Time is a mysterious force. It can race away when you are hand in hand with first love. It can crawl with infinite slowness during chemistry class. I heard on a news show the other day when Congress was debating the budget mess that 1 million seconds ago was in the 1970's; 1 billion seconds ago was sometime in the 1600s and 1 trillion seconds ago was around 20,000 BC. Numbers vast beyond our comprehension, counting away the moments of our existence.

In J.K. Rowling's Harry Potter series, Hermione is gifted with a time turner in order to meet her tremendous academic obligations. Oh, what a modern wife and mother wouldn't give for such a treasure! To accomplish all that we set out in a to-do list without editing for the constrictors of time would be a fantasy anyone would buy into. But at what price?

If we could redo time, what we undo? Death? Love? Unravel the fabric of the universe? Wow, maybe just learning to live with the time we have is best.

For now.

Wednesday, August 3, 2011

Nerves, Rashes and Insomnia

This morning I woke up a contracted author. A publisher wants to publish my first fantasy novel, Catalyst and I said yes. Signed all the contracts and sent everything in. I am also having my editor begin a review of Book Two, Piaculum. Scary, scary, scary but not cripplingly so. Maybe I need to sleep tomorrow morning.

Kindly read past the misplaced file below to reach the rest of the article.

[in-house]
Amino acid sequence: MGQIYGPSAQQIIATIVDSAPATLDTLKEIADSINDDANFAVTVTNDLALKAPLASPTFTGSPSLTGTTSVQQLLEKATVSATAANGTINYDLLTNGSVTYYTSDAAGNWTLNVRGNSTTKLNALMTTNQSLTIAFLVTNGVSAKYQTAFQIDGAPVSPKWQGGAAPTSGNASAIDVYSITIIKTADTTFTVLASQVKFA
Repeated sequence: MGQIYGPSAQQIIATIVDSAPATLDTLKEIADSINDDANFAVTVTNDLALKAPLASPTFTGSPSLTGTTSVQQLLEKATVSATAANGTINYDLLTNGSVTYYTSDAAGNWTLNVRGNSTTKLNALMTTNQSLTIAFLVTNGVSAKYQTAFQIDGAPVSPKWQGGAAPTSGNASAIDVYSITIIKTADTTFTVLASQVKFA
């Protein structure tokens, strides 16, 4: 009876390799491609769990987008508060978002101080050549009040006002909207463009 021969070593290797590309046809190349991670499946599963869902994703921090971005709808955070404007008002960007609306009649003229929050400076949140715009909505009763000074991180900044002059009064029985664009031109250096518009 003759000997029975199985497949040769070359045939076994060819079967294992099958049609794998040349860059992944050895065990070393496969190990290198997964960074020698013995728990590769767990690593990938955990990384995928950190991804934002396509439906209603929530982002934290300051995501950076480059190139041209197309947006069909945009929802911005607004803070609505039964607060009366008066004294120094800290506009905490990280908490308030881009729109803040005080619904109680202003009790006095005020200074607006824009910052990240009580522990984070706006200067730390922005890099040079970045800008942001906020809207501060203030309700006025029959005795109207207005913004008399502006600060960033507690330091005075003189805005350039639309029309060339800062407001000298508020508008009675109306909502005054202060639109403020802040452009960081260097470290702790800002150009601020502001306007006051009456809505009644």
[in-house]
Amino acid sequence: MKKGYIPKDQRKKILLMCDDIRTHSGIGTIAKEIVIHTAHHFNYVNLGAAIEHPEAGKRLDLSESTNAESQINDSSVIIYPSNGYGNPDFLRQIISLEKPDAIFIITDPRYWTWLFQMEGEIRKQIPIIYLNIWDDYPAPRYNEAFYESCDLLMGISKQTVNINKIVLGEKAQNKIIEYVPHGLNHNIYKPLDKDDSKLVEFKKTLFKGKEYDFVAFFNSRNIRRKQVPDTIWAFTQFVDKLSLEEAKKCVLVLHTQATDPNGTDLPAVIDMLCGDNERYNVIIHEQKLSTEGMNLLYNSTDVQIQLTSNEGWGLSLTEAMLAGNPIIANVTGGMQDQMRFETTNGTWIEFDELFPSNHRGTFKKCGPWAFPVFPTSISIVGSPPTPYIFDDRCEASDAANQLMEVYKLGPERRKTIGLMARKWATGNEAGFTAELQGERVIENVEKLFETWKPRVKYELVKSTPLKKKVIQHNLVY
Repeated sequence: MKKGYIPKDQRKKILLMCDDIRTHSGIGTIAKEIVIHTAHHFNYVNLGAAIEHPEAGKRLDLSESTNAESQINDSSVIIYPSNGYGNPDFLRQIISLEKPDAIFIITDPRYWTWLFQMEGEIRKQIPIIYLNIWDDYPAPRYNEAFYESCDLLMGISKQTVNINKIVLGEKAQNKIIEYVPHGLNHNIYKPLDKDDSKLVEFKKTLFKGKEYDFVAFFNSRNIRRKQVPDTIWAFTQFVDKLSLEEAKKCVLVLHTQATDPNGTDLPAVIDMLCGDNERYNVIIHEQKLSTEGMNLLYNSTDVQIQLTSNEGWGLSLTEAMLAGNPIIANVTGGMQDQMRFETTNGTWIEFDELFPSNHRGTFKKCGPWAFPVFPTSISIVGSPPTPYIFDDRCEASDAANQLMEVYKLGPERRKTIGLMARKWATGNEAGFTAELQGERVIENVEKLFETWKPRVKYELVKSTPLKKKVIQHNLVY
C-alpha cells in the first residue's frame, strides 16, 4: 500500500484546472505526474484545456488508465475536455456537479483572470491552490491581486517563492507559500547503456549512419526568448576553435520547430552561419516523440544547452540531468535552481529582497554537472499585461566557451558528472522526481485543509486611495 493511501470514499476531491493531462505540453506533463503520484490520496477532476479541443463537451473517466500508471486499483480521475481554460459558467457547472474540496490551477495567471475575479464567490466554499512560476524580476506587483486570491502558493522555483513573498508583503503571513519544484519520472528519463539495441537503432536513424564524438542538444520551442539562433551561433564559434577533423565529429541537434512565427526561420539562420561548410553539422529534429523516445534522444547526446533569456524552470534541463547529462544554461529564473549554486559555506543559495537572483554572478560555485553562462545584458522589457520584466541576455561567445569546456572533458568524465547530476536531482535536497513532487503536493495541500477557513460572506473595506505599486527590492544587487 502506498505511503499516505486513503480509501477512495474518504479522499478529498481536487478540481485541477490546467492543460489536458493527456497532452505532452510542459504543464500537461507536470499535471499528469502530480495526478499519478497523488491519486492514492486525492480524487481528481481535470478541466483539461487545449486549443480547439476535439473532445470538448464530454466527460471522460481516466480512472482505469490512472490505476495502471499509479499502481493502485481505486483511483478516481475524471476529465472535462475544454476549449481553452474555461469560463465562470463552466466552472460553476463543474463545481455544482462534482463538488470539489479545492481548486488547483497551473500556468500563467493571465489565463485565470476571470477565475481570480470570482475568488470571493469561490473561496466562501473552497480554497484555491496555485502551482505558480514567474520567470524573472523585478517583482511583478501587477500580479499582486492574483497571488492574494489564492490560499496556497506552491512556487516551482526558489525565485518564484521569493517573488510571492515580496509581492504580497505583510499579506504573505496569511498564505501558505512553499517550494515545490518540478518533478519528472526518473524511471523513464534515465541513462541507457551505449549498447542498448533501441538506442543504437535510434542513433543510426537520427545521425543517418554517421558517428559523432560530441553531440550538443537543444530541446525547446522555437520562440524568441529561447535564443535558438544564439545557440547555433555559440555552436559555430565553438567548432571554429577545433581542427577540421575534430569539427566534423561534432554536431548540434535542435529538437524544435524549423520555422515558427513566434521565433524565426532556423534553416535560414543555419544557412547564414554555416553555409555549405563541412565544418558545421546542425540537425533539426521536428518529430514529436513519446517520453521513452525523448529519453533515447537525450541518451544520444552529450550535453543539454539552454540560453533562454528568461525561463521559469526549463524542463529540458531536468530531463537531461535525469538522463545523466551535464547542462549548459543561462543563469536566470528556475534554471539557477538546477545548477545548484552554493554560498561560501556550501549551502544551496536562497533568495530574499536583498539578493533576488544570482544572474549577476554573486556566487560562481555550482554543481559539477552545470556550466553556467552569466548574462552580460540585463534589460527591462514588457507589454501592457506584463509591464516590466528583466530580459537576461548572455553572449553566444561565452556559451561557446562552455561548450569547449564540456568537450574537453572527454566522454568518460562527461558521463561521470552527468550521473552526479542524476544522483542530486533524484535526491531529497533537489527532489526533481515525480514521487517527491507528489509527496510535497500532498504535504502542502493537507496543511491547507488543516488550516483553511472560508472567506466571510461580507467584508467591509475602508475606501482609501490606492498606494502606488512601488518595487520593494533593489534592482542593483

A large and loving shout out to my friends and family who have been conned or hornswagled into my questioning and moaning. This has been a labor of love and insanity. Love because writing is what I always enjoyed doing but was afraid I would never make a living at it and insanity because at the age of almost 50 who publishes their first book? Apparently me.

I have always written little snippets of things over the years but nothing of substance. Then came children and working in our family business and for many years life outweighed dreams. With the reality of mortgages and PTA, the stories I have always had inside went dormant. But the hope of one day putting it all back together still flickered in the back of my mind.

Then my eldest went away to college, and the clouds soon parted. With time open in my day I began writing the story that had been peculating for several years. That was three years ago.

The initial rough draft took six months to get onto paper. I've edited, rewritten, edited again, gotten professional advice (for the book not for me!) and rewritten more. Eighteen months ago the book was finally ready to start sending to publishers. Query letters and polite rejections later, here we are.